Walker is trying to oust 50,000 people from the state Badgercare health plan, claiming they'd all be able to find free market insurance plans.  Evicting the farmers from Badger care actually puts them in a horrendous spot.  There is NO private insurer willing to sell them coverage in Wisconsin, contrary to what Walker promised. Farming is deemed too dangerous & hazardous an occupation and so even the richest for-profit insurers refuse to take them on, and they won't. Nearly 15,000 farmers being sent on a wild goose chase for non-existent private health plans won't be taking this as a cute joke or 'honest oversight'.  It either reflects a terrible misunderstanding of the real private plan health insurance insurer eligibility rules, or a callous disregard, perhaps even wishful thinking, presuming some private insurer might step up and enter the market. The Walker plan didn't even consider that private insurers also tend to leave unstable markets, sort of like what we've headed toward now.

      I'm not an employee of WEA Trust nor am I a school district employee.  I have worked with health plan design and administration for more than a decade in my work history, and understand how these variables work.  There are a few plans out there comparable to WEA Trust.  Some offered by churches for church employees, others by similar teacher organizations in other states.  

      What I have to say is attacking WEA Trust for it's benefits and costs is among the most baseless things WI Republicans have done, and these attacks reflects major if not also willful ignorance.  Giving up WEA Trust for a lesser plan will actually end up hurting the private practice doctors in most of our local communities across the state, since other plans would lock the participants into a smaller set of doctors, and pay those even less.  If these good doctors happen to be Republicans, I'm sorry, but they actually now have a really good reason to call Scott Walker, et al, and complain royally at failing miserably to understand the impact on local economies.  It isn't unusual for a School District to be the single largest employer in a county, so if they're forced to change health benefits and network providers, the local medical community feels that impact deeply.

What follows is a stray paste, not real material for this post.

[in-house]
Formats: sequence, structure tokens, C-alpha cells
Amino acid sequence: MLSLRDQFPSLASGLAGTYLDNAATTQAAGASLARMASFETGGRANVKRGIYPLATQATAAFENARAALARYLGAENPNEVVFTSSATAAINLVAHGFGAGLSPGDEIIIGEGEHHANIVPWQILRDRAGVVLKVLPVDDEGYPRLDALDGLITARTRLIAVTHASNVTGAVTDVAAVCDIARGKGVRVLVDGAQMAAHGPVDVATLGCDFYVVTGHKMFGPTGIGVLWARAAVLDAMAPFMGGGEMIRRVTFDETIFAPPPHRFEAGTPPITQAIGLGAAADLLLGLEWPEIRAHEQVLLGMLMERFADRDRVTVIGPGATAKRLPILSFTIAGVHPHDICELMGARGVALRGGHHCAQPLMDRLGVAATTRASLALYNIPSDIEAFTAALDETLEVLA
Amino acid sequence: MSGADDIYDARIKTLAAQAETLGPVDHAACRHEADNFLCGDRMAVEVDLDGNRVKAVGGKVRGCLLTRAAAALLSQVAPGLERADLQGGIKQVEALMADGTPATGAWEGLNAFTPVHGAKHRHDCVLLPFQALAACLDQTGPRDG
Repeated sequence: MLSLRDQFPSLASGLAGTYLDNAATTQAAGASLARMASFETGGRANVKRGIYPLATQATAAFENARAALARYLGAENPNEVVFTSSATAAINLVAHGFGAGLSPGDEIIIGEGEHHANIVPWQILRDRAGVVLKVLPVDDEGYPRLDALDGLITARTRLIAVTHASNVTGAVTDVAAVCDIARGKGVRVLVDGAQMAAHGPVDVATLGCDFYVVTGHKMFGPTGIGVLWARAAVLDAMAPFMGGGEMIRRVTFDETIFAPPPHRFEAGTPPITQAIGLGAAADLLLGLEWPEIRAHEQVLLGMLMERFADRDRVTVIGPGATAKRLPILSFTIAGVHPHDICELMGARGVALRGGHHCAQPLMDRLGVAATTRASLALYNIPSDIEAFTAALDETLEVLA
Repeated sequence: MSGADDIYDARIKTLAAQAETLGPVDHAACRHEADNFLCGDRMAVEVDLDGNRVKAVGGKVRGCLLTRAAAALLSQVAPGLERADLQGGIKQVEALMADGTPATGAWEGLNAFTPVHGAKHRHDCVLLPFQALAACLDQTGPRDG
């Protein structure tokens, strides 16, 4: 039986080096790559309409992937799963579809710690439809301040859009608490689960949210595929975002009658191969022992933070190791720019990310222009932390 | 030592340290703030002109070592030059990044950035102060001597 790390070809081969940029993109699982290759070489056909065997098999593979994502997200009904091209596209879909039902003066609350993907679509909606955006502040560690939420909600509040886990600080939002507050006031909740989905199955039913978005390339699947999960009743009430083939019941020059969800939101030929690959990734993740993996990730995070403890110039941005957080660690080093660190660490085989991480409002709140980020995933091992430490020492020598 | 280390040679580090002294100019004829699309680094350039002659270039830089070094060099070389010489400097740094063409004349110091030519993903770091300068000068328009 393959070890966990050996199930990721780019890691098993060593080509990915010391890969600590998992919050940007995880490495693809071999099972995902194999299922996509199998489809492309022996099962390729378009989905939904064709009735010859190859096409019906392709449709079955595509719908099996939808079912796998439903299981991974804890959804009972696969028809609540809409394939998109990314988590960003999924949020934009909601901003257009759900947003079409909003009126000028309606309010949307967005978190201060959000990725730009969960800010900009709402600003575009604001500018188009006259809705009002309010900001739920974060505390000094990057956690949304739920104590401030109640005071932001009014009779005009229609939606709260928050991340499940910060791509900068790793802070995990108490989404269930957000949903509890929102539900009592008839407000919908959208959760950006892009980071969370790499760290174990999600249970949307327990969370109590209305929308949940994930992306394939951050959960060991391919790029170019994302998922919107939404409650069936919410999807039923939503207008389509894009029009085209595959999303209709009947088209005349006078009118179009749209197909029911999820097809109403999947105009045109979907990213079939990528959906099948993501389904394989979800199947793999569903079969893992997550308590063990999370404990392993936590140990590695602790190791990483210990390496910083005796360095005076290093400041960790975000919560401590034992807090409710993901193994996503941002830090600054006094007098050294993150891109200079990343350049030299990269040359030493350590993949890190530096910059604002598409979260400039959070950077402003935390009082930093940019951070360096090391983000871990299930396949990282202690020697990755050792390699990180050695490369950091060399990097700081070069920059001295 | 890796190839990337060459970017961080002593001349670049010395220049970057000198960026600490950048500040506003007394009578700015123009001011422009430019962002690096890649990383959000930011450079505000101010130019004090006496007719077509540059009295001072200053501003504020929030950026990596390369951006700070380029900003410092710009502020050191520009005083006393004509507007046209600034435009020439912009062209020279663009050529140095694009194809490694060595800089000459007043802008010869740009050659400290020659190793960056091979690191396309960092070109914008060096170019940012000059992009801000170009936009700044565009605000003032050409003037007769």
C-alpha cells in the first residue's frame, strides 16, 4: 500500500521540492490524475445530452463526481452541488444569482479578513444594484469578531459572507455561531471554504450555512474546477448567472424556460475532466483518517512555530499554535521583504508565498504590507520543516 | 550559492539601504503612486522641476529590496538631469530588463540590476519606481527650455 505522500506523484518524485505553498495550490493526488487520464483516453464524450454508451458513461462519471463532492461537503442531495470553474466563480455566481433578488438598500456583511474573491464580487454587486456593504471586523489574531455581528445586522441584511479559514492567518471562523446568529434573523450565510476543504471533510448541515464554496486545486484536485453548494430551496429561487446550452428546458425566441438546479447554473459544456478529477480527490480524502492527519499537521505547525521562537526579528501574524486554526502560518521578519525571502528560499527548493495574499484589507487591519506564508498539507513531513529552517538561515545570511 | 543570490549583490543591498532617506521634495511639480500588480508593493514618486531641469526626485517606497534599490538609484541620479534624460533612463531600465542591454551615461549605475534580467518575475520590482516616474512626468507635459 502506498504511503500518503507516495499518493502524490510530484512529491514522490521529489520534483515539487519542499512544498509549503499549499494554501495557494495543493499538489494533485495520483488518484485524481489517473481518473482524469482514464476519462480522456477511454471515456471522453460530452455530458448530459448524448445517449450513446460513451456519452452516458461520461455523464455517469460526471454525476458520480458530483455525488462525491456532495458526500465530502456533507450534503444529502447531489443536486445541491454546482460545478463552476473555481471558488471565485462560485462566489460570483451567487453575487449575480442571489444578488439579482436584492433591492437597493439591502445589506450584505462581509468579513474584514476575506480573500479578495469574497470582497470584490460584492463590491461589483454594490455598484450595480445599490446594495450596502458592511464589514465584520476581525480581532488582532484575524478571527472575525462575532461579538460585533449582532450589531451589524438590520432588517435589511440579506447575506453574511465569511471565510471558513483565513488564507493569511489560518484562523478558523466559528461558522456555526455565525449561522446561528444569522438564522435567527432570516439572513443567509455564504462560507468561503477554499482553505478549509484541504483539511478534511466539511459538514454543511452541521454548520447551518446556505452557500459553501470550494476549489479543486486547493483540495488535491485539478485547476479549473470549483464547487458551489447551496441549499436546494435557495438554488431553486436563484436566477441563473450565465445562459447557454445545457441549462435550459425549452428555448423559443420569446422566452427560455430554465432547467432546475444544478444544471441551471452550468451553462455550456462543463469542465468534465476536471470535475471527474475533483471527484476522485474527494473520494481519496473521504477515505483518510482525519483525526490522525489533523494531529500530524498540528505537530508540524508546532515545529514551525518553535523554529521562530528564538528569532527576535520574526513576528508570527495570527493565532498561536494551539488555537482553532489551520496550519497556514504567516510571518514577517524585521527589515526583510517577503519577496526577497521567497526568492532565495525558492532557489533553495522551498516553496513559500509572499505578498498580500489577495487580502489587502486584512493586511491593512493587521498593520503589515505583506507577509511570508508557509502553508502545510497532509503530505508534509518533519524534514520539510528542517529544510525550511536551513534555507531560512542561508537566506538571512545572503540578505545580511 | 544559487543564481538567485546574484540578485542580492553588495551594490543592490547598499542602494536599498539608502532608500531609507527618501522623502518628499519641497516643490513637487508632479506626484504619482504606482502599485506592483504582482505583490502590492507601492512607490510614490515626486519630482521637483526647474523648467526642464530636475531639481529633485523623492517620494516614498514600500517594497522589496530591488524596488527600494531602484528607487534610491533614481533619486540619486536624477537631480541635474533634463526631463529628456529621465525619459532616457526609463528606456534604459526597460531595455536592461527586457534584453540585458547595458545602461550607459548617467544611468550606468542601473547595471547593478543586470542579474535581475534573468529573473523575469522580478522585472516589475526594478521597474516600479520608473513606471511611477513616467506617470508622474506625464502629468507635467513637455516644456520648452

Cutting the teacher's jobs, wages and benefits will impact local economies for the same reason as above.  Not just doctors, but lawyers, grocery stores, gas stations, car dealers, real estate, unemployment insurance costs, welfare, Medicaid, and local government will be hit with all sorts of negative impacts.  Many local Republican-leaning businesses have no clue how much having college educated teachers spending their fair wages locally positively affects the whole community.  They'll feel the financial draught after $900 Million is yanked from the state funding supporting education.  Their kids will end up in classrooms with 35-40 other kids, instead of 28-30 now.  The kids won't have art, music, theater, or advanced classes for honors credit or AP college credit classes.  Sports and after school will be cut. Pools will be drained and maintenance slowed on buildings and classrooms, if not closed as an unaffordable building.  Wisconsin will go from having 5th ranked public school systems nationally, down to Mississippi levels.

      When life gives you wingnuts, make wingnut butter!

      by antirove on Mon Mar 14, 2011 at 04:49:35 AM PDT

      [ Parent ]